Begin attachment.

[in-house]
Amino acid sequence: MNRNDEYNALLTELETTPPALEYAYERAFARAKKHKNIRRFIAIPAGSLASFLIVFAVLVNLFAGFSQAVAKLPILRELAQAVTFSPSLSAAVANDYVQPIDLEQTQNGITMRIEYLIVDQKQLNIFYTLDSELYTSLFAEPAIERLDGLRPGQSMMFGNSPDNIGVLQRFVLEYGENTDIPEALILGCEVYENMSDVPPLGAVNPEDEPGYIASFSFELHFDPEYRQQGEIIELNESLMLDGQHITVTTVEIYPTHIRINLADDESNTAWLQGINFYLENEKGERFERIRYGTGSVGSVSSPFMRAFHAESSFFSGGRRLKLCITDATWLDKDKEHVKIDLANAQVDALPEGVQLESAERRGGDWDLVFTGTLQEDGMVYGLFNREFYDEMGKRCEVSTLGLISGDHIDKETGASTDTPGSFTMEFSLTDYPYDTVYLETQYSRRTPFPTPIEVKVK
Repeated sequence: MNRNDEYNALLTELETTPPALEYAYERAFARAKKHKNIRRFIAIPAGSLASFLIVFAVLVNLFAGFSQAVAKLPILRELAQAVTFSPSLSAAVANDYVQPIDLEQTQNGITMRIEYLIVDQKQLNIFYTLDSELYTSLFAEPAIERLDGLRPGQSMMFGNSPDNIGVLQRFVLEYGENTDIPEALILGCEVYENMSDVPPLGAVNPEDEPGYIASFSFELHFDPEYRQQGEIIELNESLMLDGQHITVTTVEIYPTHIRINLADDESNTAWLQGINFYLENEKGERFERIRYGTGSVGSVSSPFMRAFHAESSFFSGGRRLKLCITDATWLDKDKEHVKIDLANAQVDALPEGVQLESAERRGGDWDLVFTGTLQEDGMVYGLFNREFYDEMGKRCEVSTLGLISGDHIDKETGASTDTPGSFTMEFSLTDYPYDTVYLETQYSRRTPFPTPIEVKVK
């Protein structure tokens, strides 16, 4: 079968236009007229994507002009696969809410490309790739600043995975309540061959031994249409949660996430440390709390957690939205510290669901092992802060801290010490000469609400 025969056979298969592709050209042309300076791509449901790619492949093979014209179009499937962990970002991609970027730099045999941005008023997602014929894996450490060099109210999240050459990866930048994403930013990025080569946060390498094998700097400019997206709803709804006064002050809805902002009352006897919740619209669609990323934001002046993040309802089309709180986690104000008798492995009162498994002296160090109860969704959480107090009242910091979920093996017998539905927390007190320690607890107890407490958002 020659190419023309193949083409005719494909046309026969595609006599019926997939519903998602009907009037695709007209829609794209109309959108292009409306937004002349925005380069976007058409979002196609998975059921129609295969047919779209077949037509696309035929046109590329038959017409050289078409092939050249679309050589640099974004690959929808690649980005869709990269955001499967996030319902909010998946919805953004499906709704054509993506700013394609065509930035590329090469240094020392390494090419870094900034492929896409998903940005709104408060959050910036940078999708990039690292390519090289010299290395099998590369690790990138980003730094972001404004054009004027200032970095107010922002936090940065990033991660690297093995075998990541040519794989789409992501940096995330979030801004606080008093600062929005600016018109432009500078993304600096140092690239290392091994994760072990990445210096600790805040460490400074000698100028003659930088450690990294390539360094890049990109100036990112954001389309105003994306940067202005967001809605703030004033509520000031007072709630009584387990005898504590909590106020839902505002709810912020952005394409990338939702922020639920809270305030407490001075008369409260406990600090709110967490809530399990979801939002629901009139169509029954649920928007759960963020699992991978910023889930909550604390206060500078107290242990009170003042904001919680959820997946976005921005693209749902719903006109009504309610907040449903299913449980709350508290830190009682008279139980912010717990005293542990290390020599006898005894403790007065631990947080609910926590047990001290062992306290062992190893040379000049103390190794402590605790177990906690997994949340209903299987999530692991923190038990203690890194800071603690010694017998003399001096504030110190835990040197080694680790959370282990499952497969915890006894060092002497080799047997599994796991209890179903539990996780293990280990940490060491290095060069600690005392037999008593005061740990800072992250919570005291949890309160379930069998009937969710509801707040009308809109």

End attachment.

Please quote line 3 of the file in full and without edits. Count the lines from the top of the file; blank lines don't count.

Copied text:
Repeated sequence: MNRNDEYNALLTELETTPPALEYAYERAFARAKKHKNIRRFIAIPAGSLASFLIVFAVLVNLFAGFSQAVAKLPILRELAQAVTFSPSLSAAVANDYVQPIDLEQTQNGITMRIEYLIVDQKQLNIFYTLDSELYTSLFAEPAIERLDGLRPGQSMMFGNSPDNIGVLQRFVLEYGENTDIPEALILGCEVYENMSDVPPLGAVNPEDEPGYIASFSFELHFDPEYRQQGEIIELNESLMLDGQHITVTTVEIYPTHIRINLADDESNTAWLQGINFYLENEKGERFERIRYGTGSVGSVSSPFMRAFHAESSFFSGGRRLKLCITDATWLDKDKEHVKIDLANAQVDALPEGVQLESAERRGGDWDLVFTGTLQEDGMVYGLFNREFYDEMGKRCEVSTLGLISGDHIDKETGASTDTPGSFTMEFSLTDYPYDTVYLETQYSRRTPFPTPIEVKVK